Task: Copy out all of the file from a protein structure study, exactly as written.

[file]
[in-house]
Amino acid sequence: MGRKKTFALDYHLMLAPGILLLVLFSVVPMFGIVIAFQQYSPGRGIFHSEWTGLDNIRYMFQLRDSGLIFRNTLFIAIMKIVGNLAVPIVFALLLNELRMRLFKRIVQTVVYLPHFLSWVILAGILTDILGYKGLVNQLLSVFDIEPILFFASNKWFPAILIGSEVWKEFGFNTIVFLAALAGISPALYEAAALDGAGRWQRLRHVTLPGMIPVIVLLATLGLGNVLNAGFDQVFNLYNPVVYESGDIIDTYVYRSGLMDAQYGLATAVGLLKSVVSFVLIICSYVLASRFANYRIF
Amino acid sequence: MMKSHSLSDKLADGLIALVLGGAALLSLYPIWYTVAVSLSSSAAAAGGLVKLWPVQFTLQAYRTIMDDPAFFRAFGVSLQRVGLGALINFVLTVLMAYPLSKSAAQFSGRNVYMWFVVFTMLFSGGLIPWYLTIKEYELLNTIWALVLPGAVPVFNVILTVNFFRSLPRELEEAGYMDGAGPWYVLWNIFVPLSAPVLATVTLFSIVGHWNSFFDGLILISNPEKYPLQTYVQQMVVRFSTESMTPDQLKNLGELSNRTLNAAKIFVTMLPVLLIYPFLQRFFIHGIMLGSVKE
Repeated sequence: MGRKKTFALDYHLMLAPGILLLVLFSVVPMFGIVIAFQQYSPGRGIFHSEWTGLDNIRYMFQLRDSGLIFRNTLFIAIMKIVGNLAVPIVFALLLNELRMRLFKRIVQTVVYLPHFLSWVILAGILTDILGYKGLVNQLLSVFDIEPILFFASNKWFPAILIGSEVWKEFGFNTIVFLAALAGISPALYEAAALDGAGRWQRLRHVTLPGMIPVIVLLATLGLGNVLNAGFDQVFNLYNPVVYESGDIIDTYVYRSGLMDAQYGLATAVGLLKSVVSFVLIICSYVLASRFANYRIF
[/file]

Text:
[in-house]
Amino acid sequence: MGRKKTFALDYHLMLAPGILLLVLFSVVPMFGIVIAFQQYSPGRGIFHSEWTGLDNIRYMFQLRDSGLIFRNTLFIAIMKIVGNLAVPIVFALLLNELRMRLFKRIVQTVVYLPHFLSWVILAGILTDILGYKGLVNQLLSVFDIEPILFFASNKWFPAILIGSEVWKEFGFNTIVFLAALAGISPALYEAAALDGAGRWQRLRHVTLPGMIPVIVLLATLGLGNVLNAGFDQVFNLYNPVVYESGDIIDTYVYRSGLMDAQYGLATAVGLLKSVVSFVLIICSYVLASRFANYRIF
Amino acid sequence: MMKSHSLSDKLADGLIALVLGGAALLSLYPIWYTVAVSLSSSAAAAGGLVKLWPVQFTLQAYRTIMDDPAFFRAFGVSLQRVGLGALINFVLTVLMAYPLSKSAAQFSGRNVYMWFVVFTMLFSGGLIPWYLTIKEYELLNTIWALVLPGAVPVFNVILTVNFFRSLPRELEEAGYMDGAGPWYVLWNIFVPLSAPVLATVTLFSIVGHWNSFFDGLILISNPEKYPLQTYVQQMVVRFSTESMTPDQLKNLGELSNRTLNAAKIFVTMLPVLLIYPFLQRFFIHGIMLGSVKE
Repeated sequence: MGRKKTFALDYHLMLAPGILLLVLFSVVPMFGIVIAFQQYSPGRGIFHSEWTGLDNIRYMFQLRDSGLIFRNTLFIAIMKIVGNLAVPIVFALLLNELRMRLFKRIVQTVVYLPHFLSWVILAGILTDILGYKGLVNQLLSVFDIEPILFFASNKWFPAILIGSEVWKEFGFNTIVFLAALAGISPALYEAAALDGAGRWQRLRHVTLPGMIPVIVLLATLGLGNVLNAGFDQVFNLYNPVVYESGDIIDTYVYRSGLMDAQYGLATAVGLLKSVVSFVLIICSYVLASRFANYRIF